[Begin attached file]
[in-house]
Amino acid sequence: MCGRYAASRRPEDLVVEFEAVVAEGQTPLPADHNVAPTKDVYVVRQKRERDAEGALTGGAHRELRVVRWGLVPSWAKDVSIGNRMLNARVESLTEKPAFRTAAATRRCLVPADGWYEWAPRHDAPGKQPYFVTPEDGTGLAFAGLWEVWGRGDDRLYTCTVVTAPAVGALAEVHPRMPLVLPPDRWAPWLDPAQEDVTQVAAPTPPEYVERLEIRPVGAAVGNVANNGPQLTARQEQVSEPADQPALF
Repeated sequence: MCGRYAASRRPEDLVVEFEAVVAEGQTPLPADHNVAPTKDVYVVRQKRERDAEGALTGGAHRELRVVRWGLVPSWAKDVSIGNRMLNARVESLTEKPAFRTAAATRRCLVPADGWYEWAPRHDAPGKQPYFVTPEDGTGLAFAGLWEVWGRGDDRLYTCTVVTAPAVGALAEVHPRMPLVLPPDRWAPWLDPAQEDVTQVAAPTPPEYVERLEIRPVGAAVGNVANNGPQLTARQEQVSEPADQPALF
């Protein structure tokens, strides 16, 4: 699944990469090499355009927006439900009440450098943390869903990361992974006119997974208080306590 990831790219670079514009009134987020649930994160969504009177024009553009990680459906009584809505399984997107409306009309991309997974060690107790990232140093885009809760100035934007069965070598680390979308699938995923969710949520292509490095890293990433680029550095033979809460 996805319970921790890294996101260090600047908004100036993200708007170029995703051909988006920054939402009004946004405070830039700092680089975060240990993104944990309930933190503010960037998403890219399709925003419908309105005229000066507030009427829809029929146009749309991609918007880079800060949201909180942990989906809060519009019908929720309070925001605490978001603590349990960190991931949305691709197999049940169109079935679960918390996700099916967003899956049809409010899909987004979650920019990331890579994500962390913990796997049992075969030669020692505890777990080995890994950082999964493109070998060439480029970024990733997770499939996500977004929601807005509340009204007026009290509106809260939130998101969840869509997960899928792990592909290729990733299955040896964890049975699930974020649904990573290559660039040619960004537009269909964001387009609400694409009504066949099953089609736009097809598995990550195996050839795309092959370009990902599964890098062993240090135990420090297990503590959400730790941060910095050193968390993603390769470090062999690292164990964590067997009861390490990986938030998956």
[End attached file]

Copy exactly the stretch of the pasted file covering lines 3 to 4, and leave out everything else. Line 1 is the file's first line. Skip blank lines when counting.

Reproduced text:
Repeated sequence: MCGRYAASRRPEDLVVEFEAVVAEGQTPLPADHNVAPTKDVYVVRQKRERDAEGALTGGAHRELRVVRWGLVPSWAKDVSIGNRMLNARVESLTEKPAFRTAAATRRCLVPADGWYEWAPRHDAPGKQPYFVTPEDGTGLAFAGLWEVWGRGDDRLYTCTVVTAPAVGALAEVHPRMPLVLPPDRWAPWLDPAQEDVTQVAAPTPPEYVERLEIRPVGAAVGNVANNGPQLTARQEQVSEPADQPALF
């Protein structure tokens, strides 16, 4: 699944990469090499355009927006439900009440450098943390869903990361992974006119997974208080306590 990831790219670079514009009134987020649930994160969504009177024009553009990680459906009584809505399984997107409306009309991309997974060690107790990232140093885009809760100035934007069965070598680390979308699938995923969710949520292509490095890293990433680029550095033979809460 996805319970921790890294996101260090600047908004100036993200708007170029995703051909988006920054939402009004946004405070830039700092680089975060240990993104944990309930933190503010960037998403890219399709925003419908309105005229000066507030009427829809029929146009749309991609918007880079800060949201909180942990989906809060519009019908929720309070925001605490978001603590349990960190991931949305691709197999049940169109079935679960918390996700099916967003899956049809409010899909987004979650920019990331890579994500962390913990796997049992075969030669020692505890777990080995890994950082999964493109070998060439480029970024990733997770499939996500977004929601807005509340009204007026009290509106809260939130998101969840869509997960899928792990592909290729990733299955040896964890049975699930974020649904990573290559660039040619960004537009269909964001387009609400694409009504066949099953089609736009097809598995990550195996050839795309092959370009990902599964890098062993240090135990420090297990503590959400730790941060910095050193968390993603390769470090062999690292164990964590067997009861390490990986938030998956």